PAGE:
RIYADH: The family of Mahsa Amini say they have received death threats by Iranian authorities, warning them not to participate in protests, BBC reported.
The death of a 22-year-old Amini at the hands of Tehran's morality police has sparked one of Iran's largest civil uprisings in over a decade.
Beaten into a coma while being detained for allegedly violating strict dress code, her death became a symbol of Iranian repression.
"Our family have been under immense pressure from the Islamic Republic's officials, so we don't talk to human rights organizations or channels outside of Iran and inform anyone from the outside world about her passing," her cousin Erfan Mortezai tells BBC.
Mortezai is a Peshmerga fighter for Komala, an Iraq-based exiled Iranian Kurdish opposition party that Iran accuses of separatism.
However, the Amini family in Iran have repeatedly denied supporting Kurdish opposition groups.
Mortezai refers to his late cousin as Zhina, the name she was called by her loved ones. Because certain Kurdish names are prohibited in Iran, her parents were forced to use Mahsa as her official Iranian name on documentation.
"Zhina was a normal person, she was not political. The regime have been making up scenarios and disinformation - saying that Zhina was in contact with me and I taught her and sent her back to Iran to do a certain activity, when in fact this is completely baseless," Mortezai said.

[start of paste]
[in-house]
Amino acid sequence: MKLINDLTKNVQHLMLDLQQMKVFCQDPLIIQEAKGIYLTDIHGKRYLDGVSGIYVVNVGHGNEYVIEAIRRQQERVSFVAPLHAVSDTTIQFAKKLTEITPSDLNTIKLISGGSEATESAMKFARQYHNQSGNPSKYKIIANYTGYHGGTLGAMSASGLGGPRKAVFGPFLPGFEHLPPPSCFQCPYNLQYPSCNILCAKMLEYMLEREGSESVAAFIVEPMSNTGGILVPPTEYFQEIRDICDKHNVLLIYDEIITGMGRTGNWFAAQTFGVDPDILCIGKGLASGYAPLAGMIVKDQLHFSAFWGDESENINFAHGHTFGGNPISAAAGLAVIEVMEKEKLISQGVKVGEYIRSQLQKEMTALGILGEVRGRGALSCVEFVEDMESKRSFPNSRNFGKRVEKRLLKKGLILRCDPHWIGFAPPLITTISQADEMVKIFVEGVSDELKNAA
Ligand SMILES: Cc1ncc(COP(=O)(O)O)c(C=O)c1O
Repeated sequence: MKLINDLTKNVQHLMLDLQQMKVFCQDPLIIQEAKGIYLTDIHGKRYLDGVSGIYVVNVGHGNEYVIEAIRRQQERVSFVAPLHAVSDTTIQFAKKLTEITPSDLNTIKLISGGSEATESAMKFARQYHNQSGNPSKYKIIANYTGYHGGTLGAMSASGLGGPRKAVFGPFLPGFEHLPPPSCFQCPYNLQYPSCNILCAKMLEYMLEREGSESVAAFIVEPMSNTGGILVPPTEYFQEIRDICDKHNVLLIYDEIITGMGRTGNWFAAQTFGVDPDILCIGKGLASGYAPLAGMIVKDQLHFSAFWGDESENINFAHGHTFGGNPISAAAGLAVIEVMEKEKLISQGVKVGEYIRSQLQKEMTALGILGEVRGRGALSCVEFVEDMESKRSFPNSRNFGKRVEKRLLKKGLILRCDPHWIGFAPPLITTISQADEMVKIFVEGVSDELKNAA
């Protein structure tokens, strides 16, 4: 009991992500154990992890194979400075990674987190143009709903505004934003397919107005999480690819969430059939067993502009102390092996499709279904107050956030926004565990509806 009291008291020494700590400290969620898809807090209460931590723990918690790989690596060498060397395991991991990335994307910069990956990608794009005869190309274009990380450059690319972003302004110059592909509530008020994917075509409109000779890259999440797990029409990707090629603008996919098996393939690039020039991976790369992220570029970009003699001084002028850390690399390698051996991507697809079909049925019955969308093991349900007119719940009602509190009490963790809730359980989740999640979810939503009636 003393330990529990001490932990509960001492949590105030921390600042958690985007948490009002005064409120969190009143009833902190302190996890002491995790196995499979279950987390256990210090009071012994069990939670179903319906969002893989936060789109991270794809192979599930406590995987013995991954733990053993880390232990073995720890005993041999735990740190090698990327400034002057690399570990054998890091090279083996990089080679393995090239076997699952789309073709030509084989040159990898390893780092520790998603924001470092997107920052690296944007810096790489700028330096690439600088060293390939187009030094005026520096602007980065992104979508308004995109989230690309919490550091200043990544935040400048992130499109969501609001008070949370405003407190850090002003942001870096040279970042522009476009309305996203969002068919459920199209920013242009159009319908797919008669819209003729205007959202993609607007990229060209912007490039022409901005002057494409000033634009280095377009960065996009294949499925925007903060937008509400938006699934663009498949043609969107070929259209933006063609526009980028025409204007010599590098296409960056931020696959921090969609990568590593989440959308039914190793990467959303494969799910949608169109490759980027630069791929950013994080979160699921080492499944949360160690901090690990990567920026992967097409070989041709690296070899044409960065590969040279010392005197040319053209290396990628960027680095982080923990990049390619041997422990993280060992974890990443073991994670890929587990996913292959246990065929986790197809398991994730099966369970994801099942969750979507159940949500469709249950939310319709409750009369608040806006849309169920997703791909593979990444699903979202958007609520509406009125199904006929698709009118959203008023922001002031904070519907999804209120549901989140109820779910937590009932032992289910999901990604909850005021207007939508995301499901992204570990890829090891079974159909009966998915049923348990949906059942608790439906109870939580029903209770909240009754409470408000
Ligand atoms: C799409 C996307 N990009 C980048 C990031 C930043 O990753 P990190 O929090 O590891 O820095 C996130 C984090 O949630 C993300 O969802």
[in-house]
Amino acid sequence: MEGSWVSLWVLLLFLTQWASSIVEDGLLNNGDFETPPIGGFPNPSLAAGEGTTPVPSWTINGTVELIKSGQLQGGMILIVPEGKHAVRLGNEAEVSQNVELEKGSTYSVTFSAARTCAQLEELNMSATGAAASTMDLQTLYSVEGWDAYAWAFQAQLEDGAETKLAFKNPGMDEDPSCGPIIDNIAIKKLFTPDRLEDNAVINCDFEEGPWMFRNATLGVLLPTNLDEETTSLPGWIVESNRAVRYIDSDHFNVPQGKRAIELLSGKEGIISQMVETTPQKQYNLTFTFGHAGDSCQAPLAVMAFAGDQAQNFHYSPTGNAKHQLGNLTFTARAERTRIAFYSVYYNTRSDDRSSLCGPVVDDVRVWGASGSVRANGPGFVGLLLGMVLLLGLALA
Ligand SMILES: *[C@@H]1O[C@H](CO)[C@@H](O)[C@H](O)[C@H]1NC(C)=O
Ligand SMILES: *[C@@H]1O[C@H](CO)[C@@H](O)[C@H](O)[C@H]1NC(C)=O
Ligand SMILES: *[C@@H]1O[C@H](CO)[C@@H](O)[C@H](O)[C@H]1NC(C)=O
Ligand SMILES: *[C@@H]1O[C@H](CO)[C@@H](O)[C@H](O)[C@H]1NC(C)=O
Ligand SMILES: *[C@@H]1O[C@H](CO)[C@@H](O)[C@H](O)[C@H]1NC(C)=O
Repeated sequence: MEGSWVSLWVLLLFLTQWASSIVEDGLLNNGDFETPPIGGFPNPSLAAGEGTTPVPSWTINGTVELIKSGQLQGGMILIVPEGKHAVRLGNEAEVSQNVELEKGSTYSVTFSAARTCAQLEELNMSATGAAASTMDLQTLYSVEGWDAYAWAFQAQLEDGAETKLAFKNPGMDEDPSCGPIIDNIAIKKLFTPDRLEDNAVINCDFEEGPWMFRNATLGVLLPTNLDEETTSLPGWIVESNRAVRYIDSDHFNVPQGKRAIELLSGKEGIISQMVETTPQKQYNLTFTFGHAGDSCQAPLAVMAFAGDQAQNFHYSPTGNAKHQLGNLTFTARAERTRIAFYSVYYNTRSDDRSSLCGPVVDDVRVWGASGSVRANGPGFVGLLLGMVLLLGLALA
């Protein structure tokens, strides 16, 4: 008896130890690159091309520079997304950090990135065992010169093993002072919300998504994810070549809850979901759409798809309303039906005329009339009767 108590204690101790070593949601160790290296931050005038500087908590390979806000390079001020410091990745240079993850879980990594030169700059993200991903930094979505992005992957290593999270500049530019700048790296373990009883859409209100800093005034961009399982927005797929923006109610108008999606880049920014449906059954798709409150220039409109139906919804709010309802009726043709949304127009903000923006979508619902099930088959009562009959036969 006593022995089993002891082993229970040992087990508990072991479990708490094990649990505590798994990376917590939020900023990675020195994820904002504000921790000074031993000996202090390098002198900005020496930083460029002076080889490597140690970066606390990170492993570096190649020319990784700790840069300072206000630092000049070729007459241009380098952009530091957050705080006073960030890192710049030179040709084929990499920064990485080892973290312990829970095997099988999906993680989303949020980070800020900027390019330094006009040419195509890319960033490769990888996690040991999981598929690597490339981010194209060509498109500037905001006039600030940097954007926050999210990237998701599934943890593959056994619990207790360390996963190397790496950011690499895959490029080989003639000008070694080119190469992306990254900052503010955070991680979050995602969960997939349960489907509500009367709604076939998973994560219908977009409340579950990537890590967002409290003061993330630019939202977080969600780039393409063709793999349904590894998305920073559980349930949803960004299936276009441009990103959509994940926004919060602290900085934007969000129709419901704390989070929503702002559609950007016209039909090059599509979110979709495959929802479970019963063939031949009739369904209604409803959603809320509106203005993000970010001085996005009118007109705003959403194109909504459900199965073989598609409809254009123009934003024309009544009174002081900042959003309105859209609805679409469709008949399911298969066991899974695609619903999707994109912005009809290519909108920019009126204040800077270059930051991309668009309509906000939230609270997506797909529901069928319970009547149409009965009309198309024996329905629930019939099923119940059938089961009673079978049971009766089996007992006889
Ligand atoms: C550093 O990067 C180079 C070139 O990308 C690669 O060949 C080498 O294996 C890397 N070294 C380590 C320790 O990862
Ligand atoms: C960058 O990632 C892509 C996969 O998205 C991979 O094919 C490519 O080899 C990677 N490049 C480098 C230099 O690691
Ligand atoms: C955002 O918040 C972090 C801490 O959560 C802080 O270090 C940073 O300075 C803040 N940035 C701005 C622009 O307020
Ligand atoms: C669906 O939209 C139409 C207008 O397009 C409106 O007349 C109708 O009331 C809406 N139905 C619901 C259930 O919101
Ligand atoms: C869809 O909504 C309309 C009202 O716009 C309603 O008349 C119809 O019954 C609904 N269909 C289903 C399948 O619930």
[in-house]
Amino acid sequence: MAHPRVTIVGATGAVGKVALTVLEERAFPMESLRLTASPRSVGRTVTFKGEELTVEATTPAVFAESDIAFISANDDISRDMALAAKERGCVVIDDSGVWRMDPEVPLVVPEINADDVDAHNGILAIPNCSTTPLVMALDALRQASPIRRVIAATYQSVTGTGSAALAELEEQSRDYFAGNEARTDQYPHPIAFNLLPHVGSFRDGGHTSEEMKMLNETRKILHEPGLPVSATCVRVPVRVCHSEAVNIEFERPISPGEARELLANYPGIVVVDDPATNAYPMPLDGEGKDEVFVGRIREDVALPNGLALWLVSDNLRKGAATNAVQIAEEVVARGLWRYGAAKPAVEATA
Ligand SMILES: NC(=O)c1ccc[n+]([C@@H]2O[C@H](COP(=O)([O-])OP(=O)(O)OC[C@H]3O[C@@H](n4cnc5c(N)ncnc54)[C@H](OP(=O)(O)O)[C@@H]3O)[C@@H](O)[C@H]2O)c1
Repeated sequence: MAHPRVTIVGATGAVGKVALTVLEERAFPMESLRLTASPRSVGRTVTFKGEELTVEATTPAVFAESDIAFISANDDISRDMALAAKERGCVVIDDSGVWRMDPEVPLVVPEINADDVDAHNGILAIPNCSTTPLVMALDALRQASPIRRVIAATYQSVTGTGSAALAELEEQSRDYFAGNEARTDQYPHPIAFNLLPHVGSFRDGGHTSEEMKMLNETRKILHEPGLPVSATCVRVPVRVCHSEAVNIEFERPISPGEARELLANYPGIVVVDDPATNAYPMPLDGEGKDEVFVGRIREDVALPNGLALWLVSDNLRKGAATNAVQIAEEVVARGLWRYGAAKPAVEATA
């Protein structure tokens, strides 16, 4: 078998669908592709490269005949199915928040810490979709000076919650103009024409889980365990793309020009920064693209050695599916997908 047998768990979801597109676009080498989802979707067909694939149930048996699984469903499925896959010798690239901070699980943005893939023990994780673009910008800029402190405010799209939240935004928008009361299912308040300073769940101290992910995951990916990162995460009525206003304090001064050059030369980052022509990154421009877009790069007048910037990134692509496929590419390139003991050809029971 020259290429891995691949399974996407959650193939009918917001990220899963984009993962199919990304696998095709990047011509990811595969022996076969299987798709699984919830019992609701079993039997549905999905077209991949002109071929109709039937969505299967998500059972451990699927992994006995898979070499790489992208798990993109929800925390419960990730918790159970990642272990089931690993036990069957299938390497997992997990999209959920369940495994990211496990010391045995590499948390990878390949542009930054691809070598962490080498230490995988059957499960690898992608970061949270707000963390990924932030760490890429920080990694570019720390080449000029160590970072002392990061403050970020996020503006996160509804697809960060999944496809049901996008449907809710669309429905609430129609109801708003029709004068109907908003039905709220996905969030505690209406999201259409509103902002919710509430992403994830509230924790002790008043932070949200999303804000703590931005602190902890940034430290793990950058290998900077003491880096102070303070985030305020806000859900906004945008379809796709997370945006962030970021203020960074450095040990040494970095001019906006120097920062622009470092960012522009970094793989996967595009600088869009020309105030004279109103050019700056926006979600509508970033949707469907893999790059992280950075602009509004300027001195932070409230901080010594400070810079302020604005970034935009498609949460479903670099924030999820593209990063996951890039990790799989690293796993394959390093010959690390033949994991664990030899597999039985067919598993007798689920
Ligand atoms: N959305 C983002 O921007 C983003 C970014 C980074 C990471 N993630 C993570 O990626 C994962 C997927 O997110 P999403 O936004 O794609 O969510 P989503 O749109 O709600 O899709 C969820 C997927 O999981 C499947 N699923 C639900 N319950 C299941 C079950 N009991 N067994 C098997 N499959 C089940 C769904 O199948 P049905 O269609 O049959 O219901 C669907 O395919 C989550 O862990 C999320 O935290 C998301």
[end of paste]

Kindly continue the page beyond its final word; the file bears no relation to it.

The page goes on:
He tells the BBC that regime officials have threatened the family in Iran via Instagram, using fake accounts to warn them that if they participate in the protests, they might be killed.
"Myself, I have been receiving many threats over the phone, [saying] that if they see me in the city, they will kidnap me and kill me," he added.
Morteza shared a video with BBC of the family gathered at a cemetery on what would have been Amini’s 23rd birthday.
The video shows a cake decorated with her face carefully placed on her grave, while cries and screams can be heard in the background.